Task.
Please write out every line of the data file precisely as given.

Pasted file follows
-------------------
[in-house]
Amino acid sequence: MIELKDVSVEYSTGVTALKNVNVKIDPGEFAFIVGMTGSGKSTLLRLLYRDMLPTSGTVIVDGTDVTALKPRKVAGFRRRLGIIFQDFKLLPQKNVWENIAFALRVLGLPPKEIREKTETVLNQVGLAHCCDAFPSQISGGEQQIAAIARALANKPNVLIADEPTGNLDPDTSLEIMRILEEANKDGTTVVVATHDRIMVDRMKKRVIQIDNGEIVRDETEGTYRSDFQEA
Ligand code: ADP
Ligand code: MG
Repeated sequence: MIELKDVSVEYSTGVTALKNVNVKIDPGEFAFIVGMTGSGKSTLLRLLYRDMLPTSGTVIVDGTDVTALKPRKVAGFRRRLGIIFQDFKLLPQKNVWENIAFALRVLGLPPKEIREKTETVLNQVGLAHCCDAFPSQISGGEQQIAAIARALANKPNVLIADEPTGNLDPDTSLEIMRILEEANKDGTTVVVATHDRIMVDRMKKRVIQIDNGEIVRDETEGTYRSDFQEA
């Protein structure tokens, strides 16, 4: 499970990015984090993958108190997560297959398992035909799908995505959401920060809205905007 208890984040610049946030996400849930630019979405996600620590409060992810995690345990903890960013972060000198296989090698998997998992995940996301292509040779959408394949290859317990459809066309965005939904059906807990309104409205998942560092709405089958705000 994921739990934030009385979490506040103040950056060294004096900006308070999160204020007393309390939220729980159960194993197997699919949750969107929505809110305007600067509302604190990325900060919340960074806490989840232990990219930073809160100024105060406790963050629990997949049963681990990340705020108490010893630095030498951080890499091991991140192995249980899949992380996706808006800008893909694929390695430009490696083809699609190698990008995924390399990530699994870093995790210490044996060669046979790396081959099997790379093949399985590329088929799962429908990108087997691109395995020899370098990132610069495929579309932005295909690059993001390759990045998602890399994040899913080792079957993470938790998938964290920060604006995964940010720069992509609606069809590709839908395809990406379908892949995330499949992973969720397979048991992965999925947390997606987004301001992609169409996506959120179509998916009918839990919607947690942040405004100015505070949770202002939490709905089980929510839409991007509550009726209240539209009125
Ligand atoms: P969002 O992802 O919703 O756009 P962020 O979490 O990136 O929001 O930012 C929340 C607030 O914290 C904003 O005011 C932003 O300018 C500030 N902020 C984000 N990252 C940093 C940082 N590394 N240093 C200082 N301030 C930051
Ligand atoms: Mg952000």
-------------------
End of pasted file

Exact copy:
[in-house]
Amino acid sequence: MIELKDVSVEYSTGVTALKNVNVKIDPGEFAFIVGMTGSGKSTLLRLLYRDMLPTSGTVIVDGTDVTALKPRKVAGFRRRLGIIFQDFKLLPQKNVWENIAFALRVLGLPPKEIREKTETVLNQVGLAHCCDAFPSQISGGEQQIAAIARALANKPNVLIADEPTGNLDPDTSLEIMRILEEANKDGTTVVVATHDRIMVDRMKKRVIQIDNGEIVRDETEGTYRSDFQEA
Ligand code: ADP
Ligand code: MG
Repeated sequence: MIELKDVSVEYSTGVTALKNVNVKIDPGEFAFIVGMTGSGKSTLLRLLYRDMLPTSGTVIVDGTDVTALKPRKVAGFRRRLGIIFQDFKLLPQKNVWENIAFALRVLGLPPKEIREKTETVLNQVGLAHCCDAFPSQISGGEQQIAAIARALANKPNVLIADEPTGNLDPDTSLEIMRILEEANKDGTTVVVATHDRIMVDRMKKRVIQIDNGEIVRDETEGTYRSDFQEA
């Protein structure tokens, strides 16, 4: 499970990015984090993958108190997560297959398992035909799908995505959401920060809205905007 208890984040610049946030996400849930630019979405996600620590409060992810995690345990903890960013972060000198296989090698998997998992995940996301292509040779959408394949290859317990459809066309965005939904059906807990309104409205998942560092709405089958705000 994921739990934030009385979490506040103040950056060294004096900006308070999160204020007393309390939220729980159960194993197997699919949750969107929505809110305007600067509302604190990325900060919340960074806490989840232990990219930073809160100024105060406790963050629990997949049963681990990340705020108490010893630095030498951080890499091991991140192995249980899949992380996706808006800008893909694929390695430009490696083809699609190698990008995924390399990530699994870093995790210490044996060669046979790396081959099997790379093949399985590329088929799962429908990108087997691109395995020899370098990132610069495929579309932005295909690059993001390759990045998602890399994040899913080792079957993470938790998938964290920060604006995964940010720069992509609606069809590709839908395809990406379908892949995330499949992973969720397979048991992965999925947390997606987004301001992609169409996506959120179509998916009918839990919607947690942040405004100015505070949770202002939490709905089980929510839409991007509550009726209240539209009125
Ligand atoms: P969002 O992802 O919703 O756009 P962020 O979490 O990136 O929001 O930012 C929340 C607030 O914290 C904003 O005011 C932003 O300018 C500030 N902020 C984000 N990252 C940093 C940082 N590394 N240093 C200082 N301030 C930051
Ligand atoms: Mg952000």